The Vikings will move if they don't get a new stadium soon. That's how we need to interpret Friday's visit from NFL Commissioner Roger Goodell and Art Rooney II, head of the league's stadium committee.
Goodell, Rooney and Vikings owner Zygi Wilf didn't say that. They're just hoping that common sense finally pays a visit to Minnesota and its Land of 10,000 Procrastinating Politicians.
It's not a threat. It's reality.
When read between the lines, Friday's visit was a firm and possibly final notice that serious consequences could result if this problem is kicked any farther down the road than the end of the current legislative session.
"This is the time to get things done," Goodell said during a stop at the Star Tribune. "I've been here several times on the stadium front over the years. In 2006, they moved forward with a stadium for the Twins and the Gophers. We were asked to move to the next year. And it's now 2012."
He's right. It's time for our leaders to stand up, holster their political pointer fingers and vote.
Good or bad. Yea or nay. In or out. Just make a decision!
History shows that indecisive politicians have sent other NFL franchises packing. As a Northeast Ohio native and former Cleveland Browns beat writer, I lived it 17 years ago. I covered a storied franchise that nobody thought would move. Until it did.
The Browns' problems began in about 1992 when owner Art Modell and the city of Cleveland thought they had come up with a $125 million plan to renovate old Cleveland Stadium. Modell, who had taken over operation of the stadium when the city no longer could afford it, paid $70,000 for the plan to be drawn up and presented during a news conference.
When it came time for the news conference, Mayor George Voinovich and Indians owner Dick Jacobs didn't attend, which seemed odd. Turns out Jacobs had gone to Voinovich and told him the Indians wanted a new stadium and would move if they didn't get one.
The Indians got their beautiful new ballpark, which opened in 1994, and Modell lost his primary stadium revenue producer. Those closest to Modell say he was assured by Voinovich that the Browns would be taken care of in time.
Time ticked away, yet the only thing built in Cleveland was a basketball arena for the Cavaliers. Voinovich also became Ohio governor and turned his back on Modell because he didn't want to show favoritism at a time when Cincinnati also wanted a new stadium.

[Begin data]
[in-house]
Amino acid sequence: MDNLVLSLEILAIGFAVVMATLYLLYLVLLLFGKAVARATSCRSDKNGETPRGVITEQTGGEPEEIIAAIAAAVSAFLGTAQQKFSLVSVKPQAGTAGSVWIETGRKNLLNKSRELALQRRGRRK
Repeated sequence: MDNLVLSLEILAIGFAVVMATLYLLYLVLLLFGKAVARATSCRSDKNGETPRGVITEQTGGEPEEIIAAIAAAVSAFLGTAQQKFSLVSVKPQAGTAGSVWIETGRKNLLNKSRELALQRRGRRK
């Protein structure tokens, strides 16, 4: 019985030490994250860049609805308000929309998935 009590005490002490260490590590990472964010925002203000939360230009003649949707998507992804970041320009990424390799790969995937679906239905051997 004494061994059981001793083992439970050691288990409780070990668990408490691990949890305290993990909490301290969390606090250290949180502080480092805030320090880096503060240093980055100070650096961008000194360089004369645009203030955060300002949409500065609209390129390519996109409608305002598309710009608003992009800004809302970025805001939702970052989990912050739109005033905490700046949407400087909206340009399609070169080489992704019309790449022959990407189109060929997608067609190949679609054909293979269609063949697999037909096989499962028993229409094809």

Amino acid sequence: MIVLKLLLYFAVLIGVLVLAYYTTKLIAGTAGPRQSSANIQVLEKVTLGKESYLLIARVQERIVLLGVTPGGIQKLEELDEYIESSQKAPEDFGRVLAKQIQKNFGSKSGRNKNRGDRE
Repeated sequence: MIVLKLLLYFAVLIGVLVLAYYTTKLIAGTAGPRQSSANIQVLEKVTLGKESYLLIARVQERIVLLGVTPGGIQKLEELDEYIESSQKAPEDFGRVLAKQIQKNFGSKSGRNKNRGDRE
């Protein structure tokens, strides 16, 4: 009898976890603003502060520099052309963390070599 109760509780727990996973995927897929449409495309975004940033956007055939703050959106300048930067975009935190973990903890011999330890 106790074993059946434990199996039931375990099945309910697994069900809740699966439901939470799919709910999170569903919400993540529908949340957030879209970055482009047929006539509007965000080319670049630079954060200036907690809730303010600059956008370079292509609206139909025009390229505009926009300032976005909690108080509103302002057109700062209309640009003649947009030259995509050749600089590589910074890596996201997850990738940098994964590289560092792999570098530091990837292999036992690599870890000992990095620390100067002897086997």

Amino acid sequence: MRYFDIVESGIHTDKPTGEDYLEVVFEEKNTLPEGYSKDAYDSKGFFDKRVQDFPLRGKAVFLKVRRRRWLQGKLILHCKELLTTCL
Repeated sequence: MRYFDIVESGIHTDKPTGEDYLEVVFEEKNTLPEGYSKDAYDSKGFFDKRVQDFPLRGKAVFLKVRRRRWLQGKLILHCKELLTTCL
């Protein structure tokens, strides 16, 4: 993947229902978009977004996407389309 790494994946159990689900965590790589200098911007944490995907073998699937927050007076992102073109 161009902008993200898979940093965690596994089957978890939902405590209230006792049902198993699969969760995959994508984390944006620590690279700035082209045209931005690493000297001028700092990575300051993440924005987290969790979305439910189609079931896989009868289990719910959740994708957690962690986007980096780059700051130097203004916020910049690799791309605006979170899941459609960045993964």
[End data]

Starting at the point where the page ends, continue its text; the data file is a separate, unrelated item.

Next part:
Voinovich also couldn't help behind the scenes with Mike White, his successor in Cleveland. Voinovich was a Republican. White was a Democrat. You know how that works.
Those closest to Modell say White made promises to help the Browns. But a series of deadlines were missed behind the scenes as Modell's debt skyrocketed.
The Browns went 11-5 in 1994. The feeling heading into the 1995 season was they needed a big-time receiver to reach the Super Bowl. Modell signed Andre Rison.
Modell went to five different banks before one would give him the $5 million he needed to pay Rison's signing bonus. That's when those closest to Modell knew things were getting ugly.
On Nov. 6, with the Browns off to a 4-6 start and preparing for a home game two days later, Modell announced that he had accepted an offer to move the team to Baltimore. The fans' outrage of emotions that ensued over the next several months is inexplicable to those who weren't there.
Advertisers immediately bailed, leaving the Browns no choice but to cover every sign in the stadium with black paint. The Browns lost six consecutive games after the move was announced but won their finale at home against the Bengals. It was a surreal moment as the game clock struck zero with no guarantee that the city would ever see another NFL game. Fans cried while using saws and hammers to hack away their seats and any other items they could find as keepsakes.
The Wilfs are more financially secure and business-savvy than Modell was. But even they can't go on forever making cash calls to their partners while playing in one of the worst revenue-producing stadiums in the league.
In two other ways, the situations seem eerily similar.
"I think every situation is unique, but I can understand that comparison," Goodell said. "The team was asked to step down to allow the baseball stadium to go through. And then [the politicians] continued to push it down the track. I think we've all learned our lessons that it's best to get these situations resolved as quickly as possible."
Politicians are a funny bunch. Shortly after Modell announced he was taking Baltimore's offer, the city of Cleveland tried to present him with a $175 million plan to refurbish Cleveland Stadium. When Mayor White showed up to present it, the Browns sent a security guard out to accept the package.
Three years later, the city that didn't have any money found a way to pay for a $349 million stadium for the expansion Browns. Thirteen years later, that expansion team remains a laughingstock with an 0-1 playoff record.
Is this really a path Minnesota wants to follow?
Mark Craig • email@example.com